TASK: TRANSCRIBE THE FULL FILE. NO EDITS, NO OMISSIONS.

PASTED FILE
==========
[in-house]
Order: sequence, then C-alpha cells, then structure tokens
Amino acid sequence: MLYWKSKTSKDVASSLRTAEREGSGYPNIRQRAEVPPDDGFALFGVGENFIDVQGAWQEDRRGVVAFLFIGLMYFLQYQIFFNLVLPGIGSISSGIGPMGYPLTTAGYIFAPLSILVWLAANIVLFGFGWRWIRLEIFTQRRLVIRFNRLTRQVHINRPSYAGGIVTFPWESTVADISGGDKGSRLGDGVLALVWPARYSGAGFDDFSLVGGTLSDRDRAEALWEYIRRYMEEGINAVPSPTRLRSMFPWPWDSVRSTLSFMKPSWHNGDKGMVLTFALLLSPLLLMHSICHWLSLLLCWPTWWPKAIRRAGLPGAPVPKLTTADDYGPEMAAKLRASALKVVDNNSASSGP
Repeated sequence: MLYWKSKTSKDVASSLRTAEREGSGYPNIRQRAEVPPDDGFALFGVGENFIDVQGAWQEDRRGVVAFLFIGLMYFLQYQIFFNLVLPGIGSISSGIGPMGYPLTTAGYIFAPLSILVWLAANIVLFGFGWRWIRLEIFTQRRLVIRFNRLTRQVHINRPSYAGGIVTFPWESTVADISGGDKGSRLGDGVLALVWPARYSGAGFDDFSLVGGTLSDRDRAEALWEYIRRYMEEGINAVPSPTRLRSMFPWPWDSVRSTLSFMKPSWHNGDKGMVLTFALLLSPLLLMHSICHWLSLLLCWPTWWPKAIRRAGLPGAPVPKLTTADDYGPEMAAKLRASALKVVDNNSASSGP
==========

[in-house]
Order: sequence, then C-alpha cells, then structure tokens
Amino acid sequence: MLYWKSKTSKDVASSLRTAEREGSGYPNIRQRAEVPPDDGFALFGVGENFIDVQGAWQEDRRGVVAFLFIGLMYFLQYQIFFNLVLPGIGSISSGIGPMGYPLTTAGYIFAPLSILVWLAANIVLFGFGWRWIRLEIFTQRRLVIRFNRLTRQVHINRPSYAGGIVTFPWESTVADISGGDKGSRLGDGVLALVWPARYSGAGFDDFSLVGGTLSDRDRAEALWEYIRRYMEEGINAVPSPTRLRSMFPWPWDSVRSTLSFMKPSWHNGDKGMVLTFALLLSPLLLMHSICHWLSLLLCWPTWWPKAIRRAGLPGAPVPKLTTADDYGPEMAAKLRASALKVVDNNSASSGP
Repeated sequence: MLYWKSKTSKDVASSLRTAEREGSGYPNIRQRAEVPPDDGFALFGVGENFIDVQGAWQEDRRGVVAFLFIGLMYFLQYQIFFNLVLPGIGSISSGIGPMGYPLTTAGYIFAPLSILVWLAANIVLFGFGWRWIRLEIFTQRRLVIRFNRLTRQVHINRPSYAGGIVTFPWESTVADISGGDKGSRLGDGVLALVWPARYSGAGFDDFSLVGGTLSDRDRAEALWEYIRRYMEEGINAVPSPTRLRSMFPWPWDSVRSTLSFMKPSWHNGDKGMVLTFALLLSPLLLMHSICHWLSLLLCWPTWWPKAIRRAGLPGAPVPKLTTADDYGPEMAAKLRASALKVVDNNSASSGP